Risankizumab Effective Through 100 Weeks in Improving Signs, Symptoms of Psoriatic Arthritis

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These data suggest risankizumab was both safe and efficacious through 100 weeks for PsA patients, with no new safety signals.

Andrew Östör, MA, MB

Credit: Singapore Society of Rheumatology

Andrew Östör, MA, MB

Credit: Singapore Society of Rheumatology

Psoriatic arthritis (PsA) treatment with risankizumab is efficacious and well-tolerated through 100 weeks, according to recent findings, with most patients maintaining their response as far as signs and symptoms.1

These findings were the conclusion of the KEEPsAKE 2 randomized clinical trial (RCT), a global and phase 3 study on risankizumab’s efficacy and tolerability among individuals with PsA. Those given a placebo in KEEPsAKE 1 and 2 were changed to a new treatment regimen.2,3

Both trials were conducted in parallel. The KEEPsAKE 2 research was led by Andrew Östör, MA, MB, from Monash University’s department of medicine in Clayton, Australia.

“Patients who had initially been randomized to receive placebo in both the KEEPsAKE 1 and KEEPsAKE 2 studies were switched at week 24 to receive risankizumab 150 mg, and at the 52-week analysis, risankizumab demonstrated robust, durable efficacy for patients with csDMARD-IR and/or bDMARD-IR; risankizumab continued to be well tolerated through each of the studies,” Östör and colleagues wrote.

Background and Methods

The prior details, including such data as inclusion and exclusion criteria, had been disclosed for KEEPsAKE 2 previously. The investigators’ period of data collection was terminated at the 100-week mark in March 2022, with eligible subjects havin been adults with active PsA who had shown inadequate response to conventional synthetic DMARDs (csDMARD-IR) or biologic DMARDs (bDMARD-IR).

The research team assessed the bDMARD-IR group separately given the challenges these individuals had in controlling their disease. There were 2 KEEpSAKE 2 phases, the first occurring over 24 weeks with parallel treatment groups and the second commencing at Week 24 and being an open-label trial.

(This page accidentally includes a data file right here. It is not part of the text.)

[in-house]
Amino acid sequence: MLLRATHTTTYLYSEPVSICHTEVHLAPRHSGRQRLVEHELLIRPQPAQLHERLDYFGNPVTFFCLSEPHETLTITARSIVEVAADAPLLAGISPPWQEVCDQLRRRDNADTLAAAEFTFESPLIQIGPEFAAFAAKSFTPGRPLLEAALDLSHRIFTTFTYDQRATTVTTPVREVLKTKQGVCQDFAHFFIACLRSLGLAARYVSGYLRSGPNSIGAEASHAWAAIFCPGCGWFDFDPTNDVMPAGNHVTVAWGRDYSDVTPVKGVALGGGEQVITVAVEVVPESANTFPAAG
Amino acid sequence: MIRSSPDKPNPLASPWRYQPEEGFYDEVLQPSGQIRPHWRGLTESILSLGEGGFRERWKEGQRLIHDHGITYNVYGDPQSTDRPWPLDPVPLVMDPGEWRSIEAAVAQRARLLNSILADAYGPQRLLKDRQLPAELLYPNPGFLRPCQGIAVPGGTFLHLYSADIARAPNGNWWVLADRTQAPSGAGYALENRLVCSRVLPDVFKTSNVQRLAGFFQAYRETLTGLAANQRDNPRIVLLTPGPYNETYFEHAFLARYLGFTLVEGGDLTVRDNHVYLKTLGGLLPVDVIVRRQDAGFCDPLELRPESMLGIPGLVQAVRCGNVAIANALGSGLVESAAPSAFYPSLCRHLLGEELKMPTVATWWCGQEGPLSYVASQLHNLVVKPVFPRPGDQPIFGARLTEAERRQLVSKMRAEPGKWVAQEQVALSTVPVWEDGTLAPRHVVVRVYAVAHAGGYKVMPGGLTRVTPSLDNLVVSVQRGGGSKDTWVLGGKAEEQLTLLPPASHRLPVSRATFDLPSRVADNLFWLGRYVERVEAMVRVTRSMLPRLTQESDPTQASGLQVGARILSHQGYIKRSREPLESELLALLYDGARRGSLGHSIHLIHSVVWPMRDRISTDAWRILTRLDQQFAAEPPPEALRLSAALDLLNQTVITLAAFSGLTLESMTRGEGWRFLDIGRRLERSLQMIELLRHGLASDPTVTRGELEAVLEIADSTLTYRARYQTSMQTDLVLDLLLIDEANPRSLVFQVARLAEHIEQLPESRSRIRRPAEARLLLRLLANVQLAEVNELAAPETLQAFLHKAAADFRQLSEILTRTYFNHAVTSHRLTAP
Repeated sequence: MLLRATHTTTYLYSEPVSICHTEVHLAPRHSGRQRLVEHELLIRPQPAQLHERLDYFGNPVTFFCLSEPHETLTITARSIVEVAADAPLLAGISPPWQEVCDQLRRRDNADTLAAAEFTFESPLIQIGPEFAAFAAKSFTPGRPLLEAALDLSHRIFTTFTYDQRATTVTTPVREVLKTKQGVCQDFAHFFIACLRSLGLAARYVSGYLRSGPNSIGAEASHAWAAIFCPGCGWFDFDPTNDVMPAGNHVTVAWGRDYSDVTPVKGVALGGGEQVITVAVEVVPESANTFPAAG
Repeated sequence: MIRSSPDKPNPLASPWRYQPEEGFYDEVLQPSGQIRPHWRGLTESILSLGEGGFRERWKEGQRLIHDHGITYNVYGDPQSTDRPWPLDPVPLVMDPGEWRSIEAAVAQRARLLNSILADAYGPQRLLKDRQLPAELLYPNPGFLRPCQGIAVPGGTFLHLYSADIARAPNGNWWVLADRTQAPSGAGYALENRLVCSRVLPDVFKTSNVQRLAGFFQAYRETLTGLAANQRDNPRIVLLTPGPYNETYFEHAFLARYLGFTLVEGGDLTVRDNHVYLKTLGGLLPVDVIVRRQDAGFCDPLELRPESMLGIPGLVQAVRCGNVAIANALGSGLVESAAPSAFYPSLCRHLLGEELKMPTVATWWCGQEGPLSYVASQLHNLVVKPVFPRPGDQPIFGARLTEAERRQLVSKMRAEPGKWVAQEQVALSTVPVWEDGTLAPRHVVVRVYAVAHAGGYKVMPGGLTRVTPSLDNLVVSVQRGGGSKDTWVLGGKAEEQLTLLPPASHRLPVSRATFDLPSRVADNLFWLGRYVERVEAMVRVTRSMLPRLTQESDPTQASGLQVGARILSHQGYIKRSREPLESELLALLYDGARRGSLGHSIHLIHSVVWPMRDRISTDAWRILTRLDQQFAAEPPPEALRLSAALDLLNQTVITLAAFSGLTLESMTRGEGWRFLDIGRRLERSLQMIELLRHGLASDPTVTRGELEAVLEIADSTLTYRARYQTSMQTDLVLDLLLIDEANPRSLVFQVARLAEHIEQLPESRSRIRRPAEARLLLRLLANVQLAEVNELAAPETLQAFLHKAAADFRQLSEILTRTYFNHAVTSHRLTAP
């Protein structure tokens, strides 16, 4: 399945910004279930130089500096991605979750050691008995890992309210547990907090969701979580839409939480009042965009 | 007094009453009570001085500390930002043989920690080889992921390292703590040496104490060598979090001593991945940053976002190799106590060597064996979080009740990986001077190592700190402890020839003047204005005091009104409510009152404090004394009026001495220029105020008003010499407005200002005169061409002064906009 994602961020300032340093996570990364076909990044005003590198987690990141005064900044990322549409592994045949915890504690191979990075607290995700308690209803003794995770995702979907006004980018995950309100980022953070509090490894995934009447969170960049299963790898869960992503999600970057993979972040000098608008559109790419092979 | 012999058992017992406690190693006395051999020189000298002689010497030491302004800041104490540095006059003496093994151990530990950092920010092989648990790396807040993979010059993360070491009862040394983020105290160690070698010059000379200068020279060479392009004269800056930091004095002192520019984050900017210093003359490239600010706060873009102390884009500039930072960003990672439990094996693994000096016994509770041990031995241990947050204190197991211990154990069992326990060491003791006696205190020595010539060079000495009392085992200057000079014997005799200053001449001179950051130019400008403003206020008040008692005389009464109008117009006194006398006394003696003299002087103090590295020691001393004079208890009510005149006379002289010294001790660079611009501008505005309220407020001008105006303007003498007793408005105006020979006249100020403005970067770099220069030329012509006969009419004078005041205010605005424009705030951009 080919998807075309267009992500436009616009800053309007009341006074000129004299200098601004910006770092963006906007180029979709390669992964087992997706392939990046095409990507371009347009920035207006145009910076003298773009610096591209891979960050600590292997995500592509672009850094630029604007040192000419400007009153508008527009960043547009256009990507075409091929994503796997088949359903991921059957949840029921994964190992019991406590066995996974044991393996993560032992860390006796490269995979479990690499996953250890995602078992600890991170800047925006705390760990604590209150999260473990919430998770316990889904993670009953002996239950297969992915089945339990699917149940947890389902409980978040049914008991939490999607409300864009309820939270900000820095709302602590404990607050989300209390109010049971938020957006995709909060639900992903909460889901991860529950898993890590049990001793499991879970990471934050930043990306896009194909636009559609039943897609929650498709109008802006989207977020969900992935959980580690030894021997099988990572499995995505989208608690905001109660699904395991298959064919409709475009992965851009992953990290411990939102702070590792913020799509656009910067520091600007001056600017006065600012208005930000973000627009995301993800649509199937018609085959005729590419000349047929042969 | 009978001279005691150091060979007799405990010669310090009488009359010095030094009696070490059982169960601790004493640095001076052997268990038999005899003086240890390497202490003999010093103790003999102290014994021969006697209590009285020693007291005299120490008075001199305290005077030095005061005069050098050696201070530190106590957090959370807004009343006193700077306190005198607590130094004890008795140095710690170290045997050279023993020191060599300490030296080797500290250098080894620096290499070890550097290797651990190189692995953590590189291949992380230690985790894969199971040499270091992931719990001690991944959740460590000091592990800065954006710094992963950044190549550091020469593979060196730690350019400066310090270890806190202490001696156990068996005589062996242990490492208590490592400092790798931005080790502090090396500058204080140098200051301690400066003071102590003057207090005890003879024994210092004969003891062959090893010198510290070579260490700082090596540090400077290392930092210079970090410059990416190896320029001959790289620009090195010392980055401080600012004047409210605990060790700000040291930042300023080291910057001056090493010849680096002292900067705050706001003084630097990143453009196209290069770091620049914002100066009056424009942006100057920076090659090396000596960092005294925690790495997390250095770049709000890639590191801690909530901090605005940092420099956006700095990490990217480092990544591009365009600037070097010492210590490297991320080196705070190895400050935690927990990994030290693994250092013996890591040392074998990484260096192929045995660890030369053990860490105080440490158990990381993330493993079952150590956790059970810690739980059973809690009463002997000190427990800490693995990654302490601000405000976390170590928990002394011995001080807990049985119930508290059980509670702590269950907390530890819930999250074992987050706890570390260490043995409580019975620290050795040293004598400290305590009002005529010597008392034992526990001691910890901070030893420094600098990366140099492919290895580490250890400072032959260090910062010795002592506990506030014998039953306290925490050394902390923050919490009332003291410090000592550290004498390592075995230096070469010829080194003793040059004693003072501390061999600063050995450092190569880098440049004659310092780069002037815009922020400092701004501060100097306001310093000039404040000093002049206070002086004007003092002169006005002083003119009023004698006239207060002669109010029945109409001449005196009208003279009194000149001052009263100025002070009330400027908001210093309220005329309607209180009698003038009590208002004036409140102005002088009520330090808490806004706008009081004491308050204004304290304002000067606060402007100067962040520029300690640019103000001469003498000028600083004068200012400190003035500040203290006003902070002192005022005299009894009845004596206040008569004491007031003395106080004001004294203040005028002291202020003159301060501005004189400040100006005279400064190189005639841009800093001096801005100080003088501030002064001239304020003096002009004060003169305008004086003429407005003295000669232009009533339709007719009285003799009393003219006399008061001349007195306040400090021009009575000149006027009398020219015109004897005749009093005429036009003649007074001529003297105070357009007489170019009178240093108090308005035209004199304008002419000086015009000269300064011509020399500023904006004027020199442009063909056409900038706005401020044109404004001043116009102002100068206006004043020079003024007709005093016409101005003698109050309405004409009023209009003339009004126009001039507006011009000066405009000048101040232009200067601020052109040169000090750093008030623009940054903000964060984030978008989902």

During the initial phase, the team randomly assigned subjects in a 1:1 ratio to receive either placebo or risankizumab 150 mg at the 0, 4, and 16-week mark. During the second phase, those first given the placebo were treated with risankizumab at the 24-week mark and those first on the treatment were swapped to the placebo.

All of the subjects at the Week 28-mark were given open-label risankizumab 150 mg over a course of every 12 weeks. As a result, they were first randomized to risankizumab in the "continuous risankizumab" arm, and the participants who swapped from placebo to the drug made up the "placebo/risankizumab" arm.

Discontinuation criteria was described by the investigators for those not given at least 20% improvement in joint counts by specified visits. Measures of effectiveness included American College of Rheumatology criteria (ACR20) response rates and minimal disease activity (MDA), as well as improvements in other markers of PsA.

Findings

Overall, the team reported that 77.9% of the study subjects continued to be in the study. They found that at Week 100, ACR20 was shown to have been reached by 57.1% and 52.5% in the continuous risankizumab and placebo/risankizumab arms of the study, respectively.

The investigators then noted that by the 52-week mark, the rates ended up being 60.0% and 55.8%, respectively. ACR20 maintenance, among responders at the 52-week mark, was observed by the research team on the 100th week among 74.8% in the continuous arm and 78.7% in the placebo/risankizumab arm.

In their notes on MDA, the team reported that 33.0% and 33.3% were shown to have reported it at the 100-week mark in the respective groups. At the 52-week mark, the rates were 27.2% and 33.8%.

Overall, the investigators found that MDA responders at the 52-week point showed a maintenance of MDA response among an observed percent of 83.6% for continuous and 73.0% for placebo/risankizumab. The drug was confirmed to have been well-tolerated through to 100 weeks.

“Risankizumab has demonstrated an acceptable, stable, long-term safety profile and was generally well tolerated,” they wrote. “The KEEPsAKE 2 study remains ongoing for continued efficacy and safety analysis.”

References

  1. Östör, A., Van den Bosch, F., Papp, K. et al. Efficacy and Safety of Risankizumab for Active Psoriatic Arthritis: 100-Week Results from the KEEPsAKE 2 Randomized Clinical Trial. Rheumatol Ther (2024). https://doi.org/10.1007/s40744-024-00657-2.
  2. Kristensen LE, Keiserman M, Papp K, et al. Efficacy and Safety of Risankizumab for Active Psoriatic Arthritis: 100-Week Results from the Phase 3 KEEPsAKE 1 Randomized Clinical Trial. Rheumatol Ther. Published online March 18, 2024. doi:10.1007/s40744-024-00654-5.
  3. Östör A, Van den Bosch F, Papp K, et al. Efficacy and safety of risankizumab for active psoriatic arthritis: 52-week results from the KEEPsAKE 2 study. Rheumatology (Oxford). 2023;62:2122–9.
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